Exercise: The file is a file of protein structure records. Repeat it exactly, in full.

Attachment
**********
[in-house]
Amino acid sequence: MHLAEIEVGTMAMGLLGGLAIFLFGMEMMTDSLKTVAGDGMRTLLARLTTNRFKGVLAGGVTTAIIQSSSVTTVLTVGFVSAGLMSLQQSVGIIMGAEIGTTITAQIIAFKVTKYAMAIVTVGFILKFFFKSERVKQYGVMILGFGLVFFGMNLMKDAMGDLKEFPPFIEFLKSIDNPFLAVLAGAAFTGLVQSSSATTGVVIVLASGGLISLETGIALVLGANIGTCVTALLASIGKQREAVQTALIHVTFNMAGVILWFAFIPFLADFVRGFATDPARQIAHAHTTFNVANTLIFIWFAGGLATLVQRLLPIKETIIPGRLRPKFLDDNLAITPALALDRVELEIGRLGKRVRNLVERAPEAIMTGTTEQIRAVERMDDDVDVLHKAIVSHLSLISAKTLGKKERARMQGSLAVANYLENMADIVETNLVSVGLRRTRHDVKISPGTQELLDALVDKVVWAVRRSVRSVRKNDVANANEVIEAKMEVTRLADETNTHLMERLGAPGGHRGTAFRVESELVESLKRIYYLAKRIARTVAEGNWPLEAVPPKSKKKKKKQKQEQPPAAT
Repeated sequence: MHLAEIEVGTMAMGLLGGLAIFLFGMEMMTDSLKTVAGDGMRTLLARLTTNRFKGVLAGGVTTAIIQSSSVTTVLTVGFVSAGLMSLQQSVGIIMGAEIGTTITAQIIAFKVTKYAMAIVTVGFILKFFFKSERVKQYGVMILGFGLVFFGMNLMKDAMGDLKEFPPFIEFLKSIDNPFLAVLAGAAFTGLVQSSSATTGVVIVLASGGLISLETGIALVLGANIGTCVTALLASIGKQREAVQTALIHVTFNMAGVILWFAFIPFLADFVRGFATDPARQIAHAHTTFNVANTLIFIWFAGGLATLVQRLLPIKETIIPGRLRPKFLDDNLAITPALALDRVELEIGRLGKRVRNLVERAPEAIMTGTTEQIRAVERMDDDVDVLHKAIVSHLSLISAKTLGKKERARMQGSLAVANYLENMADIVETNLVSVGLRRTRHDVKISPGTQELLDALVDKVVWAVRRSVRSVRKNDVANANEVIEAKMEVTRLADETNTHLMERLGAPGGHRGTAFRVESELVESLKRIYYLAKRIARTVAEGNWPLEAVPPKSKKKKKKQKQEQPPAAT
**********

[in-house]
Amino acid sequence: MHLAEIEVGTMAMGLLGGLAIFLFGMEMMTDSLKTVAGDGMRTLLARLTTNRFKGVLAGGVTTAIIQSSSVTTVLTVGFVSAGLMSLQQSVGIIMGAEIGTTITAQIIAFKVTKYAMAIVTVGFILKFFFKSERVKQYGVMILGFGLVFFGMNLMKDAMGDLKEFPPFIEFLKSIDNPFLAVLAGAAFTGLVQSSSATTGVVIVLASGGLISLETGIALVLGANIGTCVTALLASIGKQREAVQTALIHVTFNMAGVILWFAFIPFLADFVRGFATDPARQIAHAHTTFNVANTLIFIWFAGGLATLVQRLLPIKETIIPGRLRPKFLDDNLAITPALALDRVELEIGRLGKRVRNLVERAPEAIMTGTTEQIRAVERMDDDVDVLHKAIVSHLSLISAKTLGKKERARMQGSLAVANYLENMADIVETNLVSVGLRRTRHDVKISPGTQELLDALVDKVVWAVRRSVRSVRKNDVANANEVIEAKMEVTRLADETNTHLMERLGAPGGHRGTAFRVESELVESLKRIYYLAKRIARTVAEGNWPLEAVPPKSKKKKKKQKQEQPPAAT
Repeated sequence: MHLAEIEVGTMAMGLLGGLAIFLFGMEMMTDSLKTVAGDGMRTLLARLTTNRFKGVLAGGVTTAIIQSSSVTTVLTVGFVSAGLMSLQQSVGIIMGAEIGTTITAQIIAFKVTKYAMAIVTVGFILKFFFKSERVKQYGVMILGFGLVFFGMNLMKDAMGDLKEFPPFIEFLKSIDNPFLAVLAGAAFTGLVQSSSATTGVVIVLASGGLISLETGIALVLGANIGTCVTALLASIGKQREAVQTALIHVTFNMAGVILWFAFIPFLADFVRGFATDPARQIAHAHTTFNVANTLIFIWFAGGLATLVQRLLPIKETIIPGRLRPKFLDDNLAITPALALDRVELEIGRLGKRVRNLVERAPEAIMTGTTEQIRAVERMDDDVDVLHKAIVSHLSLISAKTLGKKERARMQGSLAVANYLENMADIVETNLVSVGLRRTRHDVKISPGTQELLDALVDKVVWAVRRSVRSVRKNDVANANEVIEAKMEVTRLADETNTHLMERLGAPGGHRGTAFRVESELVESLKRIYYLAKRIARTVAEGNWPLEAVPPKSKKKKKKQKQEQPPAAT